Justice Kennedy, on the other hand, concurred and proposed a much broader interpretation of navigable waters. This is the so-called significant nexus test. The significant nexus test requires a case-by-case assessment for determining federal authority over any given wetland or tributary, and this sweeps significantly more land into the federal government's regulatory purview.
Now, importantly, in the 15 years since Rapanos was decided, the agencies, EPA and the Army, who were tasked with implementing the statute, and lower courts have struggled mightily to apply it. Most recently, the Trump administration's 2020 Navigable Waters Protection Rule was vacated by the District of Arizona. And as Tony will discuss in a few minutes here, the Biden administration has recently announced the latest plans to attempt at defining navigable waters anew. And the Biden administration's proposed definition, which was announced a few weeks ago, will be the fourth definition since 2015. And they're at least representing, at this stage, that there will be a fifth definition which will follow sometime next year.
So with that background out of the way, we'll provide an update on the status of litigation currently pending against the Trump administration's 2020 Navigable Waters Protection Rule. Now, as I'm sure many of the members of the audience are aware, that rule was based in part on Justice Scalia's plurality, and it generally narrowed the scope of the federal government's regulatory authority.
Now, when the Biden administration took office, there were 14 challenges pending against the Trump rule. As things currently stand, six of those remain pending. The plaintiffs in those challenges were a diverse group. Most of the cases, or many of them, were filed by state attorney generals, environmental groups, and travel groups who argue that the rule was insufficiently protective of wetlands and other non-navigable water features. However, a number of ranching associations also have partially challenged the rule arguing that it still swept up too much land into the federal government’s regulatory dominion.
Now, shortly after taking office, the Biden administration announced they had plans to either repeal or revise that definition. So the first eight months following the inauguration basically involved the Department of Justice racing against the clock to avoid merits decisions in these cases. They obviously had an institutional concern that any merits decision would constrain the new administration's discretion to recodify a broader definition.
What DOJ did was they adopted a strategy of seeking voluntary remand without vacatur. Now, this is a common if mysterious form of equitable relief. It generally entails a request for the rule for an agency action to be sent back to the agencies and for a lawsuit to be dismissed without any adjudication of the merits. I say it's common in that it frequently is requested following a change in presidential administration where the new administration is unwilling to defend on the merits the policy choices of its predecessor.
Now, the environmental plaintiffs in the various cases responded by requesting that the remand be accompanied by vacatur of the rule. Just a general framework there, as things currently stand, the status of the 14 cases against the Trump administration's rule can be broken down into three categories. And it's worth noting as well that there hasn't been a merits decision in any one of these cases.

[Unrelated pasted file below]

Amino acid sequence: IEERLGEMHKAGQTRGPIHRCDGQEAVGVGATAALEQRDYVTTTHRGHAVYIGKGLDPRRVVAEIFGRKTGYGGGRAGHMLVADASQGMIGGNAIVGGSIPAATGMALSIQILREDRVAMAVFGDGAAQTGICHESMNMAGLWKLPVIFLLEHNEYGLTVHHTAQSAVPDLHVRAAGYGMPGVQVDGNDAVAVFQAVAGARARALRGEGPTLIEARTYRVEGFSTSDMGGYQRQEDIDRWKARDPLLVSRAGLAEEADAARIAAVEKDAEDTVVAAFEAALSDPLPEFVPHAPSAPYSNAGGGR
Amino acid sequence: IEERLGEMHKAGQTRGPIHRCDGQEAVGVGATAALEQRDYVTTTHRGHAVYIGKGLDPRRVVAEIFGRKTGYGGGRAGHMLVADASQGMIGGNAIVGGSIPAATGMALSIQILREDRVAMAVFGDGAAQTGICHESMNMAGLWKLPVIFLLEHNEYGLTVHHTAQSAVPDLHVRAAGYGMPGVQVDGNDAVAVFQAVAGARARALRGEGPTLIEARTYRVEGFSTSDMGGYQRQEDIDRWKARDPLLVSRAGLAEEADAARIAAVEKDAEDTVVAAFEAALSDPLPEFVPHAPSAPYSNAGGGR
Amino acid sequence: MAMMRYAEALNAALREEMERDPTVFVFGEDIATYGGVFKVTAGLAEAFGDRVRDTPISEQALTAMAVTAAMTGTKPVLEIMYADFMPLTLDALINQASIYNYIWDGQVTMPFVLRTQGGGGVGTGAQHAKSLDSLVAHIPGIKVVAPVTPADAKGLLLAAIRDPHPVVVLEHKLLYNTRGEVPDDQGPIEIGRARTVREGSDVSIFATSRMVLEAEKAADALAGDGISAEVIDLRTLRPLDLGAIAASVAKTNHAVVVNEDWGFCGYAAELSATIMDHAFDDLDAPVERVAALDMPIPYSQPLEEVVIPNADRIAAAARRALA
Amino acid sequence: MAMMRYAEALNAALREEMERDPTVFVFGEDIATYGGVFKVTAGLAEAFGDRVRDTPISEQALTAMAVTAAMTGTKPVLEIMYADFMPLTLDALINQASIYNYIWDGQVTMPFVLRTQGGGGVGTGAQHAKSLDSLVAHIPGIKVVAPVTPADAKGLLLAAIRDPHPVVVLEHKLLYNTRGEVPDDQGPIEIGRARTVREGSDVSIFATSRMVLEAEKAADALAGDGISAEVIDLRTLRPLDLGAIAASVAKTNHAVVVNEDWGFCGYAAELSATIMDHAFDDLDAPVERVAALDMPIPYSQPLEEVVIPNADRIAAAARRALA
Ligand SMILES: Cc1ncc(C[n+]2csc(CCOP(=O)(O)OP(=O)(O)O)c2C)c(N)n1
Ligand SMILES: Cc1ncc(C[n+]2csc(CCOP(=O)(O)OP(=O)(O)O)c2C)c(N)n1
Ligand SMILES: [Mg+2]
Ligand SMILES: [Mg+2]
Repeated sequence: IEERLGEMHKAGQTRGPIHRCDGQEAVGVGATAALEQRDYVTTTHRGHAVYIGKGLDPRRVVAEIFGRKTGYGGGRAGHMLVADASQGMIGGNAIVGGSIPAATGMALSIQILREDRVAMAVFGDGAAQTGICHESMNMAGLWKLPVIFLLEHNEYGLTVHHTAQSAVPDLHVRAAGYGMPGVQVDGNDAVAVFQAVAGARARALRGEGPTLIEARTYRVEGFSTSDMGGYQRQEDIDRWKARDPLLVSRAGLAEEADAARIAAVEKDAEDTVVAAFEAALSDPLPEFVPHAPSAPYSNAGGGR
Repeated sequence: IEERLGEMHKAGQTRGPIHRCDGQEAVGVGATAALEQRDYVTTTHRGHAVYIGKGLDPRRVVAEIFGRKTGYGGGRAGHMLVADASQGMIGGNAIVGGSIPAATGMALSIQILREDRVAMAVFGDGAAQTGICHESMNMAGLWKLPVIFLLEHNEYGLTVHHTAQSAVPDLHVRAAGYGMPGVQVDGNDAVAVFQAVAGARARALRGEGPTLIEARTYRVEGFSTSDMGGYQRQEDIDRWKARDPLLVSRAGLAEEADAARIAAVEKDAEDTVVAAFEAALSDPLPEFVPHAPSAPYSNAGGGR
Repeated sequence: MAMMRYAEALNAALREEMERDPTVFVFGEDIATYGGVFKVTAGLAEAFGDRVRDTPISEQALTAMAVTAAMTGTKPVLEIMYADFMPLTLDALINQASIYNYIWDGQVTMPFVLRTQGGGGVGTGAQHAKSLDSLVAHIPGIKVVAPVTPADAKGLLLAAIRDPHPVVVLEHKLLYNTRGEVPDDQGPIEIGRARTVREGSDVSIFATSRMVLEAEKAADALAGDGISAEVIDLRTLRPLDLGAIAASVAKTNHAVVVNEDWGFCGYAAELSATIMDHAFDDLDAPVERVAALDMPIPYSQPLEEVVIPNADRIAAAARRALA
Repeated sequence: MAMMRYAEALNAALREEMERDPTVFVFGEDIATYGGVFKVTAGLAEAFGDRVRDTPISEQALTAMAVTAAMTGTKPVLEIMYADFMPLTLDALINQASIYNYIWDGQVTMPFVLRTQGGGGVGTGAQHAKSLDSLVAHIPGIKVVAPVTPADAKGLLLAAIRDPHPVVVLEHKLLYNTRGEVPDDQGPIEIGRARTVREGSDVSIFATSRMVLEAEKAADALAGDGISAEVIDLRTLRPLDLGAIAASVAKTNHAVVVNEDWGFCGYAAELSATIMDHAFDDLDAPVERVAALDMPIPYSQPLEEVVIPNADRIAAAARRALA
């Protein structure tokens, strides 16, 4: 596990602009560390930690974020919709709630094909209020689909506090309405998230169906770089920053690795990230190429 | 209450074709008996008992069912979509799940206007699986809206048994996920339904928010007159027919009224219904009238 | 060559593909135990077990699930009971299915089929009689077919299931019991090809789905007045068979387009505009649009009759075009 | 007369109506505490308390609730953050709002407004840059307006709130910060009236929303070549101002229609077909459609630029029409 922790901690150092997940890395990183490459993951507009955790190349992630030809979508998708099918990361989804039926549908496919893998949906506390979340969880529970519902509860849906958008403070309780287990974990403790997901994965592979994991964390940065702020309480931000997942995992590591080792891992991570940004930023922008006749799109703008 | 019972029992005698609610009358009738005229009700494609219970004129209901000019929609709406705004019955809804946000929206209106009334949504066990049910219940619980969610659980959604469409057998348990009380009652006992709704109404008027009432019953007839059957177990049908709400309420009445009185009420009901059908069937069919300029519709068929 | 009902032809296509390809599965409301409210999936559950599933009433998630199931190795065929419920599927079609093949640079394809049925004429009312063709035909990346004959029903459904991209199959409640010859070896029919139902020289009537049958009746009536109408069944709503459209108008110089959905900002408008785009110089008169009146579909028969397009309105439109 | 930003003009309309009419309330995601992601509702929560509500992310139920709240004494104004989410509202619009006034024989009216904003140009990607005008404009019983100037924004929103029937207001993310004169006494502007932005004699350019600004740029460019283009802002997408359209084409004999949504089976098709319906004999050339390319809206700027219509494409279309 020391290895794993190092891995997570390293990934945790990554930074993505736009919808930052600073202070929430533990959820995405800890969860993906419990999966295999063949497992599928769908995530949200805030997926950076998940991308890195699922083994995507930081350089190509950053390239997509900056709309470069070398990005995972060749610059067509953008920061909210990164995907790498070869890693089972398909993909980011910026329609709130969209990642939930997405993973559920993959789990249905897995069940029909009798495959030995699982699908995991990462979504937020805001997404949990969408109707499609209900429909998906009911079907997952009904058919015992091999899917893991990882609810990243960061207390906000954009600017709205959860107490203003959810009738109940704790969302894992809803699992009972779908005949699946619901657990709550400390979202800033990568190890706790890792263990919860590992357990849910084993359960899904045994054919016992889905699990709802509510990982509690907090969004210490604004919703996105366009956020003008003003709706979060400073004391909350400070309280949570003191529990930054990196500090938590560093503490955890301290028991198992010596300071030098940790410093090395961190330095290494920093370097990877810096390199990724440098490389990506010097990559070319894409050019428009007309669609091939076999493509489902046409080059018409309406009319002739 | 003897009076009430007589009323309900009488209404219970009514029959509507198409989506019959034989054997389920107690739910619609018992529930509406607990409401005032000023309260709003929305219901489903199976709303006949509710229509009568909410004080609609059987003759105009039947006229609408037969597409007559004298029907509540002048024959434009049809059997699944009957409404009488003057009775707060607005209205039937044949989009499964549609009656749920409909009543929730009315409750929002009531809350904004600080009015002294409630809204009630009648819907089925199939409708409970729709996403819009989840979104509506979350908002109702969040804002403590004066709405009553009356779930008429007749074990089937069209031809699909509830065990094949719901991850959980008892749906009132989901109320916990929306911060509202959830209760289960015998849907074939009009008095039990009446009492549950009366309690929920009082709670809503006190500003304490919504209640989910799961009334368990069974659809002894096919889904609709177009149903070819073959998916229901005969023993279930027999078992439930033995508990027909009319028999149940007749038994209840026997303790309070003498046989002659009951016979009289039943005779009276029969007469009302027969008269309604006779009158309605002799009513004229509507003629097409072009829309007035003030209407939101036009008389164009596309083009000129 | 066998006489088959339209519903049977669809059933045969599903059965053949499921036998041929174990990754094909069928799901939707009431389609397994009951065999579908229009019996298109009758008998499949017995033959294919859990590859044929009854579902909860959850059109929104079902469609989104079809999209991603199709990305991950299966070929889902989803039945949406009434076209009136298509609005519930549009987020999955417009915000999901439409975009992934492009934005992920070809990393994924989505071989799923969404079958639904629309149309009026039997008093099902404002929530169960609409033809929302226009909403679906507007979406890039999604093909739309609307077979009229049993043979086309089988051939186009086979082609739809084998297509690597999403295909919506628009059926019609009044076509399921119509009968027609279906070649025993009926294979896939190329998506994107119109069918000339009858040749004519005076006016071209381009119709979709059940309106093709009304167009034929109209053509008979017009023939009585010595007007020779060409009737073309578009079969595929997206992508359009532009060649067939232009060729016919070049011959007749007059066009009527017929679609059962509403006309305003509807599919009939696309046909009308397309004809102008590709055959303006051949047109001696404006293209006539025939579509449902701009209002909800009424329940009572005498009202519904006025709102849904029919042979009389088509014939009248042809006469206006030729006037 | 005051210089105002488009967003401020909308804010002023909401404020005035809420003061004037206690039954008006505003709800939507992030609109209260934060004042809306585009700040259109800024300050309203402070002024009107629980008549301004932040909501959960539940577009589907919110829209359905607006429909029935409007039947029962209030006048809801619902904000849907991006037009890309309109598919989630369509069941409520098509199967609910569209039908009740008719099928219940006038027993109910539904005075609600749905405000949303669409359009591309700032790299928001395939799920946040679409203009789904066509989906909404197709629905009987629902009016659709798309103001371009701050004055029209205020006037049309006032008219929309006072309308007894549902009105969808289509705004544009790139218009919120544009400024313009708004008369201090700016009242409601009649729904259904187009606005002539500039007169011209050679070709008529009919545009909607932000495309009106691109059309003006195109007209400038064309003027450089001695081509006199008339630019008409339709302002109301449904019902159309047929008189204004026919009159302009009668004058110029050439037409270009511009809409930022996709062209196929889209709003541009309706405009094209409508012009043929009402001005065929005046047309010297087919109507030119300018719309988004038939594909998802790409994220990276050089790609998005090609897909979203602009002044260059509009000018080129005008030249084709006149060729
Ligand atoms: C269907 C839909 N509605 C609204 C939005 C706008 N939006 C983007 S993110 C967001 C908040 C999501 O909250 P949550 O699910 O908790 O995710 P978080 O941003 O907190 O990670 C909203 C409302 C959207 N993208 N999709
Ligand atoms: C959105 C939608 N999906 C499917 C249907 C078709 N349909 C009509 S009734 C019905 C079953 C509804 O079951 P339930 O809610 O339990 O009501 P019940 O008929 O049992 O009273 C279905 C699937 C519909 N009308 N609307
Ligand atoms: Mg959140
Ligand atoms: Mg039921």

First, six cases remain pending, as I just mentioned. These cases are venued in New Mexico and Maryland, Colorado, and the District of Columbia, as well as two cases in the Western District of Washington. They've been stayed, and they'll likely remain stayed until the Biden administration completes its rule-making.
Second category of cases. In six of the cases, the court simply granted the agency's request for remand without vacatur. These are the cases that were venued in the Northern District of New York, the District of Massachusetts and South Carolina, New Mexico, and two cases in the Northern District of California.
Finally, and this is probably the most significant development, courts in Arizona and New Mexico have entered orders not only remanding the Trump administration's rule but also purporting to vacate it nationwide without adjudicating the merits of its legality.
Now the first of these two vacatur orders was entered on August 30 of 2021, by the District of Arizona, and it was really the game-changer because less than a week after that order was entered on September 3, the EPA and Army Corp announced that they'd be returning to an application of the expansive 1986 regulatory definition, which is the underlying definition once the Trump rule had been vacated. Now, this announcement was made despite the likelihood that the Arizona order, which vacated the rule nationwide without any adjudication of the merits, was likely improper to the extent it committed a notice and comment rule to be rescinded without an adjudication of the merits or without the EPA's required procedures.
Now, indicative of the confusion of the lower courts in interpreting Rapanos, which I touched on in my background, that Arizona order seemed to consider the 2020 rule's partial reliance on Justice Scalia's plurality opinion in Rapanos to be a substantive defect sufficient to justify complete vacatur without any adjudication of the merits. That somewhat leads into the next portion of my remarks here.
So this final development has engendered significant uncertainly among the regulated public. With the new rule-making underway seeking to again broaden EPA and the Army's authority, that uncertainty is likely to only worsen. So at this juncture, there is a significant need for the Supreme Court to revisit Rapanos, provide clear guidance to the agencies as they embark on their rule-making and to the lower courts.